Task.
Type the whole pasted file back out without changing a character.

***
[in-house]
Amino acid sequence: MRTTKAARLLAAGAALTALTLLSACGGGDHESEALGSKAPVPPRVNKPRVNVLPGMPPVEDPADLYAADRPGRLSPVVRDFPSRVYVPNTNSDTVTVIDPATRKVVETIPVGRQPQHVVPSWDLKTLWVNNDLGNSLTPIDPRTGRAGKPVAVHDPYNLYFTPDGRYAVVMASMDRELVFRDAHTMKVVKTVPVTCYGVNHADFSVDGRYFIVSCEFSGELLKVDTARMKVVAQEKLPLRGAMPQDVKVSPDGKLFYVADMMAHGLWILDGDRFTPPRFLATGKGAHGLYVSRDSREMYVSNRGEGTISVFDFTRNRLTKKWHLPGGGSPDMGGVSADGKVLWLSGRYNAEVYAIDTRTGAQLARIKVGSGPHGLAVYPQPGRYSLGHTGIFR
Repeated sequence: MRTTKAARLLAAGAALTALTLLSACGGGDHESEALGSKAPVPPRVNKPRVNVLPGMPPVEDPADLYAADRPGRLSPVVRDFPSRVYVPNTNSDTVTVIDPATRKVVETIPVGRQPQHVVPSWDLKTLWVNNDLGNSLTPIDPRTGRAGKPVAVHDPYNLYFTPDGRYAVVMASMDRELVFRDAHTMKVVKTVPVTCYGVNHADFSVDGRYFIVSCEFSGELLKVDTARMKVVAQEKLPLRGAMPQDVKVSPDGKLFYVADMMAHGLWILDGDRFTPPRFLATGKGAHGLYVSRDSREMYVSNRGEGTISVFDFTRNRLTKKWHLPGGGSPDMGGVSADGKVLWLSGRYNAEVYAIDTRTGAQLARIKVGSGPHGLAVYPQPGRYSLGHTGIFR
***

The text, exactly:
[in-house]
Amino acid sequence: MRTTKAARLLAAGAALTALTLLSACGGGDHESEALGSKAPVPPRVNKPRVNVLPGMPPVEDPADLYAADRPGRLSPVVRDFPSRVYVPNTNSDTVTVIDPATRKVVETIPVGRQPQHVVPSWDLKTLWVNNDLGNSLTPIDPRTGRAGKPVAVHDPYNLYFTPDGRYAVVMASMDRELVFRDAHTMKVVKTVPVTCYGVNHADFSVDGRYFIVSCEFSGELLKVDTARMKVVAQEKLPLRGAMPQDVKVSPDGKLFYVADMMAHGLWILDGDRFTPPRFLATGKGAHGLYVSRDSREMYVSNRGEGTISVFDFTRNRLTKKWHLPGGGSPDMGGVSADGKVLWLSGRYNAEVYAIDTRTGAQLARIKVGSGPHGLAVYPQPGRYSLGHTGIFR
Repeated sequence: MRTTKAARLLAAGAALTALTLLSACGGGDHESEALGSKAPVPPRVNKPRVNVLPGMPPVEDPADLYAADRPGRLSPVVRDFPSRVYVPNTNSDTVTVIDPATRKVVETIPVGRQPQHVVPSWDLKTLWVNNDLGNSLTPIDPRTGRAGKPVAVHDPYNLYFTPDGRYAVVMASMDRELVFRDAHTMKVVKTVPVTCYGVNHADFSVDGRYFIVSCEFSGELLKVDTARMKVVAQEKLPLRGAMPQDVKVSPDGKLFYVADMMAHGLWILDGDRFTPPRFLATGKGAHGLYVSRDSREMYVSNRGEGTISVFDFTRNRLTKKWHLPGGGSPDMGGVSADGKVLWLSGRYNAEVYAIDTRTGAQLARIKVGSGPHGLAVYPQPGRYSLGHTGIFR